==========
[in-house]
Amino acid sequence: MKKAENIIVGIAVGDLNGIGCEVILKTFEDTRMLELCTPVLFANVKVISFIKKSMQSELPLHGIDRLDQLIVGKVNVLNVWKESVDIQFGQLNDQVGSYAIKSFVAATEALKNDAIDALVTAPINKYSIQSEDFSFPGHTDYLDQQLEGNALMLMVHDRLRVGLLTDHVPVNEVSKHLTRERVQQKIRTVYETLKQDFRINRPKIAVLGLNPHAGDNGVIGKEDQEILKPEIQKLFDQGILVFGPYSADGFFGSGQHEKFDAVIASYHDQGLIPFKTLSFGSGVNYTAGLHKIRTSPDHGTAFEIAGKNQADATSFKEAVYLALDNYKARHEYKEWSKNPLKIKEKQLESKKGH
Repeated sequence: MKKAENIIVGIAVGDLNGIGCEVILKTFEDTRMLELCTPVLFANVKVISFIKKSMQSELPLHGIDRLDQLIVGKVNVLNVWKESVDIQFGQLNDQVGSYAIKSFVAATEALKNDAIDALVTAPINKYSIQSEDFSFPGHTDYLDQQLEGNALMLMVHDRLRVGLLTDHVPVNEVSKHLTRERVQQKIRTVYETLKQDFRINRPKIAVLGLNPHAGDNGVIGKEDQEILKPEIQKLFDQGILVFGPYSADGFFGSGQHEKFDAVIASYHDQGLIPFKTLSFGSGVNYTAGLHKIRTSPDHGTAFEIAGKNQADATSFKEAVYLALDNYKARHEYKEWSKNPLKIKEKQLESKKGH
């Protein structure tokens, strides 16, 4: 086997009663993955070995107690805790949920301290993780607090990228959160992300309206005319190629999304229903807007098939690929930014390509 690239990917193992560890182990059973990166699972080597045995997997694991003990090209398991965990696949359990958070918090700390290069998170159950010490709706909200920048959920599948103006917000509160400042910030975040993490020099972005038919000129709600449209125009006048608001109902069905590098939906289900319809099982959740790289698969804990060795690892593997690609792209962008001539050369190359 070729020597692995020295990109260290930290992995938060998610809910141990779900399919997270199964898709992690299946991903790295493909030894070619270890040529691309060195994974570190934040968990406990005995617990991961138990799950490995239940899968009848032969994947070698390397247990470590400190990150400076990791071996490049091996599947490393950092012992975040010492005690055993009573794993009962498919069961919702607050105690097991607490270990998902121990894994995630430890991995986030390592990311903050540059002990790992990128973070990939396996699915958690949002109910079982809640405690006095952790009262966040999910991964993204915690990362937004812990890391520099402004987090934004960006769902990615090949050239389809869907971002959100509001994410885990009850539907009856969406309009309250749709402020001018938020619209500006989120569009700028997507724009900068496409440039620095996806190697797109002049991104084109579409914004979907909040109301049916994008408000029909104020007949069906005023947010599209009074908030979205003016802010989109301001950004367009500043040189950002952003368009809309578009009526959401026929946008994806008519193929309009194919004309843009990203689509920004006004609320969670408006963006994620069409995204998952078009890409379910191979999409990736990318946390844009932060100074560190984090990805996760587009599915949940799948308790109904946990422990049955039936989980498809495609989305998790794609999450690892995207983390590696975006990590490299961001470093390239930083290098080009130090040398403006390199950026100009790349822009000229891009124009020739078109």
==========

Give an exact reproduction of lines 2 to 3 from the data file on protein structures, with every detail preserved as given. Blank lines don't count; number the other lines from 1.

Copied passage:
Amino acid sequence: MKKAENIIVGIAVGDLNGIGCEVILKTFEDTRMLELCTPVLFANVKVISFIKKSMQSELPLHGIDRLDQLIVGKVNVLNVWKESVDIQFGQLNDQVGSYAIKSFVAATEALKNDAIDALVTAPINKYSIQSEDFSFPGHTDYLDQQLEGNALMLMVHDRLRVGLLTDHVPVNEVSKHLTRERVQQKIRTVYETLKQDFRINRPKIAVLGLNPHAGDNGVIGKEDQEILKPEIQKLFDQGILVFGPYSADGFFGSGQHEKFDAVIASYHDQGLIPFKTLSFGSGVNYTAGLHKIRTSPDHGTAFEIAGKNQADATSFKEAVYLALDNYKARHEYKEWSKNPLKIKEKQLESKKGH
Repeated sequence: MKKAENIIVGIAVGDLNGIGCEVILKTFEDTRMLELCTPVLFANVKVISFIKKSMQSELPLHGIDRLDQLIVGKVNVLNVWKESVDIQFGQLNDQVGSYAIKSFVAATEALKNDAIDALVTAPINKYSIQSEDFSFPGHTDYLDQQLEGNALMLMVHDRLRVGLLTDHVPVNEVSKHLTRERVQQKIRTVYETLKQDFRINRPKIAVLGLNPHAGDNGVIGKEDQEILKPEIQKLFDQGILVFGPYSADGFFGSGQHEKFDAVIASYHDQGLIPFKTLSFGSGVNYTAGLHKIRTSPDHGTAFEIAGKNQADATSFKEAVYLALDNYKARHEYKEWSKNPLKIKEKQLESKKGH